Conclusion

e-TropICS has utility in the care of critically unwell patients in the South Asia region with good discriminative capacity. Further refinement of calibration in larger datasets from India and across the South-East Asia region will help in improving model performance.

Introduction

Severity of illness scoring systems such as the Simple Acute Physiology Score (SAPS) [1] and the Acute Physiology and Chronic Health Evaluation (APACHE) [2] help in risk prediction, benchmarking, quality improvement and patient selection for research. Over the past three decades, several iterations of these models have been developed and validated based on changes in the epidemiology of critical illness and substantial improvements in survival [3, 4]. Most of these models have been evaluated in the context of high-income countries (HICs). There are several limitations to the use of these models in middle income and lower-middle income countries (LMICs) such as differences in epidemiology of critical illness, including the high burden of tropical infections, the lack of resources for data collection, burden of data collection due to the large number of variables, missing variables and the absence of electronic health records that would otherwise facilitate seamless data flow [5]. To overcome these problems, researchers have developed and tested newer simplified models in LMICs [6, 7].

Recently, in Asia, one such simplified model, the e-TropICS (described as ‘model 1’ in the original manuscript) has been developed and validated [8]. The researchers, cognizant of the limited availability of variables and consequent high proportion of missingness, which has hampered intensive care units(ICUs) in resource limited settings from being able to utilise existing prognostic scores, aimed to develop a comparable score based on a more universally obtainable set of variables. However, this score has not been externally validated. We, therefore, aimed to validate the performance of the e-TropICS model on a multi-centre Indian data set from the recently established Indian Registry of IntenSive care(IRIS) [9].

Methods

Study setting

Seven ICUs located in 6 private and 1 not-for-profit institution, part of the Indian Registry of IntenSive care(IRIS) contributed data to this study. Of these, 5 were general (mixed medical-surgical) ICUs and two were medical ICUs. None of the participating ICUs from this study contributed data for the original model development and were only involved in this external validation exercise.

The Indian Registry of IntenSive care, a cloud-based registry of critical care units was established in Jan 2019 [9]. Details of the implementation and preliminary results of the case-mix program have been previously published [9].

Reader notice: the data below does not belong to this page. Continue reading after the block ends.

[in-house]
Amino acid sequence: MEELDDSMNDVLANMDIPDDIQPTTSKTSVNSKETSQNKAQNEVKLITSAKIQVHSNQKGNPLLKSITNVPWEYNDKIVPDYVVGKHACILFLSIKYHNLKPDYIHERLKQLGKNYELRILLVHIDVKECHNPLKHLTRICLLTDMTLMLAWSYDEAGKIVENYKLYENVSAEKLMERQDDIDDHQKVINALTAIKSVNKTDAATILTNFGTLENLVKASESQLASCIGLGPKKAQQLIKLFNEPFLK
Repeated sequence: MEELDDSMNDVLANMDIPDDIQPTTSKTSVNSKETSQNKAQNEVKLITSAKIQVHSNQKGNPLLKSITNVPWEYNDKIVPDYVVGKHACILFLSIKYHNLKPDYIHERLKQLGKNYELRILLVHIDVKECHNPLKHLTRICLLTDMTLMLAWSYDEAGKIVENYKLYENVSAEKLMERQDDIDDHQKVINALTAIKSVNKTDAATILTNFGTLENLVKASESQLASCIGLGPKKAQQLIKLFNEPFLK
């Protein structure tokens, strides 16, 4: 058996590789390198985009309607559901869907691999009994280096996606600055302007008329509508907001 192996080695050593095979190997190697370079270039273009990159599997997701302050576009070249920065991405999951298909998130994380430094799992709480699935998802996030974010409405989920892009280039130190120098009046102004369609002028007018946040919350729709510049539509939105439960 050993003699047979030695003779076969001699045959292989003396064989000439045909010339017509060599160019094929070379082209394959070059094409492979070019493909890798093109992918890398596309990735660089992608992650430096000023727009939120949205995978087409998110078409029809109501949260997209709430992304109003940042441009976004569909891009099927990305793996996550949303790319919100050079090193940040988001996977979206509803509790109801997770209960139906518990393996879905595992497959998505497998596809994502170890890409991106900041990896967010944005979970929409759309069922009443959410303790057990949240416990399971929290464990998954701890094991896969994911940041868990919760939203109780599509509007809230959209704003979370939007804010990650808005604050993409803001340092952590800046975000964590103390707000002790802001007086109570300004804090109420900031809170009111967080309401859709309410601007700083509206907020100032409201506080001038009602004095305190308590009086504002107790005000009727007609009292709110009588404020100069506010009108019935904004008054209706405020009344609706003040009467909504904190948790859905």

Patients

All patients reported to the registry between January 2019 to May 2019, were considered. Patients > 18 years of age with an ICU length of stay > 6 hours were included in the study. Patients with missing outcomes and those not meeting the inclusion criteria were excluded

Data collection

This retrospective study used data collected as part of the IRIS dataset. Age, gender, pre-existing co-morbidity, diagnostic category, type of admission (planned, unplanned, medical or surgical), physiological vital signs and laboratory measurements were collected as per the definitions described for e-TropICS (Table 1) for all consecutive admissions. ICU outcomes rather than hospital outcomes were collected due to well-described logistical challenges in such settings [5, 8]. Data was collected daily by either nursing staff or by data collectors appointed to the registry network, all of whom had been trained in the process of data acquisition. Daily telephone reminders encouraging data input and checks for consistency of the number of admissions, discharges and outcomes from each ICU were undertaken by staff from the central coordinating centre. In-built measures in the data entry portal such as mandatory fields, range validations, drop down and checkboxes as opposed to free text entries were employed to promote fidelity of data recording.

Ethics and consent

The study was approved by the Institutional Ethics Committee centrally at the study coordinating centre (Institutional Ethics Committee, Apollo Main Hospital- AMH-021/07-19). The informed consent model used in the registry has been described and published previously [9]. Briefly, participating sites in the registry either modified their general intensive care consent to include a clause on deidentified data collection or had waiver of the individual consent requirement.

Statistical analysis